Another failed attempt at making the classic into a contemporary? Perhaps, but the spotlight is back on the Upper East Side, and no-one is safe from the all-seeing eyes. Things may have changed, but the drama is just as juicy – XOXO…Gossip Girl.
A reboot is never easy, just take a look at our review of HBO’s return to the classic Perry Mason for evidence. And the HBO Max reboot of the 2007 Gossip Girl landing on BBC iPlayer certainly has its own teething issues, but is it still worth a watch? We would say so.
Viewers will be tuning in to see polished platform loafers, secret smooching, and bitchy bullies – and the reboot does not disappoint. It’s teeny, it’s snappy and it’s opulent, and with a vast array of fresh-faced characters, the opportunities are endless when it comes to plot progression.
The first six seasons of Gossip Girl followed the lives of the Upper East Side’s young socialites. Watching these impossibly rich, well-dressed high school students cause chaos in both their academic and personal lives never gets old – Serena and her on-and-off best friend Blair fighting over boys and booze, Nate and his toxic relationship with his criminal father, Chuck Bass and his squinted glare, Dan Humphrey’s reputation as the poor one despite living in a huge Brooklyn loft… we live for this ridiculousness.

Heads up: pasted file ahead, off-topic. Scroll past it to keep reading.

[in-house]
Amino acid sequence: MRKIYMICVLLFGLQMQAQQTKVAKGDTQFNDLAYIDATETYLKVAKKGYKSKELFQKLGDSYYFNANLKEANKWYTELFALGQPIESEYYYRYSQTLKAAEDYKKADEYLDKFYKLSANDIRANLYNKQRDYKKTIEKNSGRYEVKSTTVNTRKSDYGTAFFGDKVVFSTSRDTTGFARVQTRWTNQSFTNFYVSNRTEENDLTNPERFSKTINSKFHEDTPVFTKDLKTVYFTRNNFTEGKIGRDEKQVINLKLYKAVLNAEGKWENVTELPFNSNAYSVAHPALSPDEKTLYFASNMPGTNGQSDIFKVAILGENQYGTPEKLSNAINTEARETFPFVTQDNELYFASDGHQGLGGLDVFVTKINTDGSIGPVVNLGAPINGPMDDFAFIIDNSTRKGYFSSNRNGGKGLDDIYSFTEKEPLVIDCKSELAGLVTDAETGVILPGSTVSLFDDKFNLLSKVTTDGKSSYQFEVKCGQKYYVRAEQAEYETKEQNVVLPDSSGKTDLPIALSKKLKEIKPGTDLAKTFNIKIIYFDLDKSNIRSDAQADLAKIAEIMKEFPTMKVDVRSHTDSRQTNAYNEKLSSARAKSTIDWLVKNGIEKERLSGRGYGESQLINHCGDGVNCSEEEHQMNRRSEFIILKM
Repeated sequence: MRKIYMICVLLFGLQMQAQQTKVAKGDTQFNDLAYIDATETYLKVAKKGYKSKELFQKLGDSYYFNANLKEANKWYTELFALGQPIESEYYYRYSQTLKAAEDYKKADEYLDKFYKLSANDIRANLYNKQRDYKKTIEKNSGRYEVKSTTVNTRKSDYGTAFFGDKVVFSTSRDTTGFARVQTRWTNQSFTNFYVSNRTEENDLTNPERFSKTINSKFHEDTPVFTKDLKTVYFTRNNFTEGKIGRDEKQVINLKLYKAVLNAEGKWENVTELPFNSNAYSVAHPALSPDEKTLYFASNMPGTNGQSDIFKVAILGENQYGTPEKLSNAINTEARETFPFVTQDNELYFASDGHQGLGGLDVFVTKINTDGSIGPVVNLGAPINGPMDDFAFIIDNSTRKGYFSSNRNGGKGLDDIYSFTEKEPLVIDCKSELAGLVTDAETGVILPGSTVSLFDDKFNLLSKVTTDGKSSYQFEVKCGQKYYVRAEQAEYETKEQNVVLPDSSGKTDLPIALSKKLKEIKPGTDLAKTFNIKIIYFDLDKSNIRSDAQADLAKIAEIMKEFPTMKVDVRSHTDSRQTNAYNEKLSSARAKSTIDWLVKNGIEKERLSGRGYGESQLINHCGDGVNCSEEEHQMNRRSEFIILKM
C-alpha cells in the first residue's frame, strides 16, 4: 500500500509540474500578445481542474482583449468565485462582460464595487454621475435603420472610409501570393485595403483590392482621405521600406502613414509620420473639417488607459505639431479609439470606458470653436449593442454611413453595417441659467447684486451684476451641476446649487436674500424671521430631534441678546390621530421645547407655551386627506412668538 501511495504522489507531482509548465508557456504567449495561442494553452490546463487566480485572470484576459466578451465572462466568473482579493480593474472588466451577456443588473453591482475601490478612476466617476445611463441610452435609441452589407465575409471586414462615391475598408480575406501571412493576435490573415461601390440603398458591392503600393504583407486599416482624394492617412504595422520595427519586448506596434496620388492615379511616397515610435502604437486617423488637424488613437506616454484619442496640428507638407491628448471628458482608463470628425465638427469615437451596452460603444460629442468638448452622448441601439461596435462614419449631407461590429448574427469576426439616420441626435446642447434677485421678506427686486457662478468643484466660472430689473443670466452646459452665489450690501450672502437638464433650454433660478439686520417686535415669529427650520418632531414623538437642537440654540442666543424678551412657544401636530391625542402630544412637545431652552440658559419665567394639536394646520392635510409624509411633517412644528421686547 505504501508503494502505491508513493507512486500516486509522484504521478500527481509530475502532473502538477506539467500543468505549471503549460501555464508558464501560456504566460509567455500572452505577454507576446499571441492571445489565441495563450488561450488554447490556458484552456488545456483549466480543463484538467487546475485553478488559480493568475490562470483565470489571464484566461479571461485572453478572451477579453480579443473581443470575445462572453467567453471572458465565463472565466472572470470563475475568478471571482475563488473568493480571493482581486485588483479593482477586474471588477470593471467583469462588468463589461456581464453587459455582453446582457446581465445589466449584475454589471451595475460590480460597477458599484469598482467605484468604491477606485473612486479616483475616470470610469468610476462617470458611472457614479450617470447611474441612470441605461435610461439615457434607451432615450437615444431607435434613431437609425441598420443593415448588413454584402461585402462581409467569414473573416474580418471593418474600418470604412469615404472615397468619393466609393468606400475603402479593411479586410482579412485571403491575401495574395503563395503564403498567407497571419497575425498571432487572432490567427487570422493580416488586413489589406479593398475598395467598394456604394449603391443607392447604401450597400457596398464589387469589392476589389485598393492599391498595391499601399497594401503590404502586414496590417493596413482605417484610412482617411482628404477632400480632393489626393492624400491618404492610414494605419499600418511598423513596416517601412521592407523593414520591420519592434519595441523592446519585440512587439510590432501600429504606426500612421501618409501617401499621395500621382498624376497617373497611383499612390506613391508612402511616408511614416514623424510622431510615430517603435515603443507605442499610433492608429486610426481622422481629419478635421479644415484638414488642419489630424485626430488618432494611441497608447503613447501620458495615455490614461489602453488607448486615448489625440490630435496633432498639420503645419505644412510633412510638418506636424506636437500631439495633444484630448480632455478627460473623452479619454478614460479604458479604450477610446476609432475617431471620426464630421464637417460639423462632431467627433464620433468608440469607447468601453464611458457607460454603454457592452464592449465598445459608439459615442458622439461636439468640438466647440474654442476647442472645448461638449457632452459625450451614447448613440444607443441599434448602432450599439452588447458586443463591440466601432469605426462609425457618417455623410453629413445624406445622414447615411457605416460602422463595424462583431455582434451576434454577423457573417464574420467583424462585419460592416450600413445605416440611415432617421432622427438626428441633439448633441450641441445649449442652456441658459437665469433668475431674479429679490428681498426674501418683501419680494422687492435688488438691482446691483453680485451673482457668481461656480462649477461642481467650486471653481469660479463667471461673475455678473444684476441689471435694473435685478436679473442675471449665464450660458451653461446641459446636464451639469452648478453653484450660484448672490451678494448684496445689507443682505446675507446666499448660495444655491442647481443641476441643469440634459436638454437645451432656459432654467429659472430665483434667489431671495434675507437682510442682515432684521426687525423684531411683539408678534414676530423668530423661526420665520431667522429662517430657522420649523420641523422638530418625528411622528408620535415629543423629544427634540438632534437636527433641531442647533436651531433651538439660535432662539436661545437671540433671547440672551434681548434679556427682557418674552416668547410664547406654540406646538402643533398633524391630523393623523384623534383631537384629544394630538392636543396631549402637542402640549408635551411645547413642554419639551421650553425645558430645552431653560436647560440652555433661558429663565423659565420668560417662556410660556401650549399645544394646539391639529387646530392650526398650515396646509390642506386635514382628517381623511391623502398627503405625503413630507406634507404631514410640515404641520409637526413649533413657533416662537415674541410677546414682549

However for the 2021 version, The Washington Post’s Sonia Rao argues that “The original Gossip Girl relished in its opulence”, savouring “a certain level of ridiculousness” whilst “the reboot seems keen on continuing down the self-serious path”, much to its own demise. Where the original had us indulgently clinking glasses with silver-spooned brats who we loved to hate (and secretly just loved – especially you, Chuck Bass), the latest season is sympathetic to its characters, as Lucy Mangan in The Guardian suggests “fatally earnest” and therefore “instantly doomed”.
Rao poses an important question, alluding to the fatal floor of the remake – “How do you make a soapy television show about out-of-touch Upper East Siders for a generation said to be more socially conscious than ever before?” Where the tone-deaf gimmicks of the original could fly with a noughties audience the remake is geared more towards a new generation of Upper East Siders, a generation which cringes at flashy wealth and celebrates social equality – and we don’t blame them.
Perhaps it’s time that Gossip Girl lost its playfulness and got a little more progressive. Afterall, as James Jackson proposes in The Times, the remake can still be “rich and bitchy, but will Gen Z even care?” Sometimes, change is no bad thing.